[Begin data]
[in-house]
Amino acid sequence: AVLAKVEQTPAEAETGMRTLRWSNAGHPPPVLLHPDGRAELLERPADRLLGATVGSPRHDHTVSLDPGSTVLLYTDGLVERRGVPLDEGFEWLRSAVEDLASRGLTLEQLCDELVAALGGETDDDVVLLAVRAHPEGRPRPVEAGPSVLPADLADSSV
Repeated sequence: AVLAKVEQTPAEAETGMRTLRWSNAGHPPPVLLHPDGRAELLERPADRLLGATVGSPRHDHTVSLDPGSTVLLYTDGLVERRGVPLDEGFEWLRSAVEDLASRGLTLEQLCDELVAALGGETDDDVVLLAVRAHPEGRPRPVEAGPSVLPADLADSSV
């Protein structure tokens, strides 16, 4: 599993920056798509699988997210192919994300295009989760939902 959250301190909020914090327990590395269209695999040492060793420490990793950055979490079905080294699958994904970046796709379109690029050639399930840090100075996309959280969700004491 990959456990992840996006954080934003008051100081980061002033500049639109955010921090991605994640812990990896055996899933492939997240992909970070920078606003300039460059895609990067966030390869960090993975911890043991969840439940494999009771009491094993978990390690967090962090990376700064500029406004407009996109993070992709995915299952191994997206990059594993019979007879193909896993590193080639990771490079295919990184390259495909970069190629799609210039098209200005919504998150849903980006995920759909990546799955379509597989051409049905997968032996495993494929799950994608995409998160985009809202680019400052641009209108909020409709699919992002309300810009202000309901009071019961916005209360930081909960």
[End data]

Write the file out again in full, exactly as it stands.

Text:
[in-house]
Amino acid sequence: AVLAKVEQTPAEAETGMRTLRWSNAGHPPPVLLHPDGRAELLERPADRLLGATVGSPRHDHTVSLDPGSTVLLYTDGLVERRGVPLDEGFEWLRSAVEDLASRGLTLEQLCDELVAALGGETDDDVVLLAVRAHPEGRPRPVEAGPSVLPADLADSSV
Repeated sequence: AVLAKVEQTPAEAETGMRTLRWSNAGHPPPVLLHPDGRAELLERPADRLLGATVGSPRHDHTVSLDPGSTVLLYTDGLVERRGVPLDEGFEWLRSAVEDLASRGLTLEQLCDELVAALGGETDDDVVLLAVRAHPEGRPRPVEAGPSVLPADLADSSV
């Protein structure tokens, strides 16, 4: 599993920056798509699988997210192919994300295009989760939902 959250301190909020914090327990590395269209695999040492060793420490990793950055979490079905080294699958994904970046796709379109690029050639399930840090100075996309959280969700004491 990959456990992840996006954080934003008051100081980061002033500049639109955010921090991605994640812990990896055996899933492939997240992909970070920078606003300039460059895609990067966030390869960090993975911890043991969840439940494999009771009491094993978990390690967090962090990376700064500029406004407009996109993070992709995915299952191994997206990059594993019979007879193909896993590193080639990771490079295919990184390259495909970069190629799609210039098209200005919504998150849903980006995920759909990546799955379509597989051409049905997968032996495993494929799950994608995409998160985009809202680019400052641009209108909020409709699919992002309300810009202000309901009071019961916005209360930081909960």